Three heads come together, forced into position by the figure on the right, whose arm stretches out seemingly to strangle the figure on the left. Stranger still, the three heads share only two mouths – frozen rictuses, one a grin, the other a grimace. The central Janus-faced figure stares both ways, his eyes met by the eye of the companion to his left or his right, each of whom presses their face into his. This untitled 2014 work by Christina Forrer, its subjects woven into cotton and linen fibres that are uncoloured but for the pink grasping arm, the heads then filled in with dark purple, blue and brown gouache, is relatively simple and unsophisticated in contrast to the Swiss artist’s larger, vividly coloured tapestries. Nonetheless, the fundamentals of her most recent figurative weaving are there: dramatic interpersonal exchanges, functional or dysfunctional, designed and worked into the very support of the work.
Forrer grew up in Zumikon, outside Zürich, went to study in California at the Art Center College of Design, Pasadena, in the early 2000s, and has remained in the US ever since. For a decade or so after her studies she assisted other artists, among them Robert Therrien, keeping her own practice under the radar. We first met in 2008, when she was exhibiting design-inspired drawings of speculative objects at an exhibition by a group of LA-based friends at Zürich’s Bolte Lang gallery, but by her own account, her artistic breakthrough happened after this, when she began to include figures in her work; then the oeuvre coalesced and “made sense” to her. Subsequently learning pattern weaving and tapestry weaving from Babajan Lazar, a Kurdish-American teacher, during the late 2000s, she found tapestry to be a medium that enabled her to work both intuitively and just precisely enough. Critics embraced her fresh imagery when Grice Bench gallery in Los Angeles mounted an exhibition of these works in 2014, a selection of what had, by then, become highly sophisticated tapestries and drawings featuring characters from old and recent folklore, such as Dorothy from The Wizard of Oz or a horseriding warrior with a lance. This past spring, following a further show at Grice Bench, Forrer had a solo presentation of tapestry works alongside a single sculpture and sketchbooks – books made from collages on photocopies of found images and the artist’s drawings – at the Swiss Institute in New York. Its title: Grappling Hold.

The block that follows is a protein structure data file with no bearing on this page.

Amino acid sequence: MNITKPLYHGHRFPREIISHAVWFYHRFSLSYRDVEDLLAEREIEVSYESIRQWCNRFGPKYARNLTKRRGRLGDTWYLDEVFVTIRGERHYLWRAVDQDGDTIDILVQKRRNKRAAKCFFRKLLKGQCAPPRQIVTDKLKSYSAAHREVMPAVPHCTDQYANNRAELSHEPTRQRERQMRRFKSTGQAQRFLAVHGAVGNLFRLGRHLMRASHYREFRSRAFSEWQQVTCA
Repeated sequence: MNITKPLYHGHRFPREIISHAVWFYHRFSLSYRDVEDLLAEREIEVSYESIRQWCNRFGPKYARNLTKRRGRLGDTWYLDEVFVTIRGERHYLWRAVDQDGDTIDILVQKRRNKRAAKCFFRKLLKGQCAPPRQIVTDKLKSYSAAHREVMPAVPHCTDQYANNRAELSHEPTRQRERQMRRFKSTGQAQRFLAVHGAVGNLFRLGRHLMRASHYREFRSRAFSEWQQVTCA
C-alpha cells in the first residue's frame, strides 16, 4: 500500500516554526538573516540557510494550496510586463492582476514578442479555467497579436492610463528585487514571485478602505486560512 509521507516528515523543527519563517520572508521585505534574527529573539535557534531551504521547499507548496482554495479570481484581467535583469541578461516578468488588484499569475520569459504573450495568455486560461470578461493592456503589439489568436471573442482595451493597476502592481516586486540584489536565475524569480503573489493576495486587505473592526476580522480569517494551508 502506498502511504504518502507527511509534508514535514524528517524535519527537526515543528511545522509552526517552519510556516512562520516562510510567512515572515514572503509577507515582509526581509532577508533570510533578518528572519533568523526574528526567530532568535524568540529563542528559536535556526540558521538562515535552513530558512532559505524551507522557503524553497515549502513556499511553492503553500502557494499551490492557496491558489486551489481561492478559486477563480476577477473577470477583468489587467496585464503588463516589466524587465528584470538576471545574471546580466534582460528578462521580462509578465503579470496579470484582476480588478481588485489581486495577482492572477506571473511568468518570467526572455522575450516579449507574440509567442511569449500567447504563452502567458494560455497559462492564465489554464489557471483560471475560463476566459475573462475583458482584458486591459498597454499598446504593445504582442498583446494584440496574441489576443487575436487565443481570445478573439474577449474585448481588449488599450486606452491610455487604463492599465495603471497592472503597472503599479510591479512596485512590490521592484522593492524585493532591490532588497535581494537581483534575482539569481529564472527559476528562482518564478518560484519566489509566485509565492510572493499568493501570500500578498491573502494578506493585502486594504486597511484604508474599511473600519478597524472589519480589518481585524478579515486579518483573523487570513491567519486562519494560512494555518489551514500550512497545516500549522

It is a perverse family tree of interconnection; like the title, which could be translated as either bound or bonded, it intimates that familial life can mean joy or inescapable horror.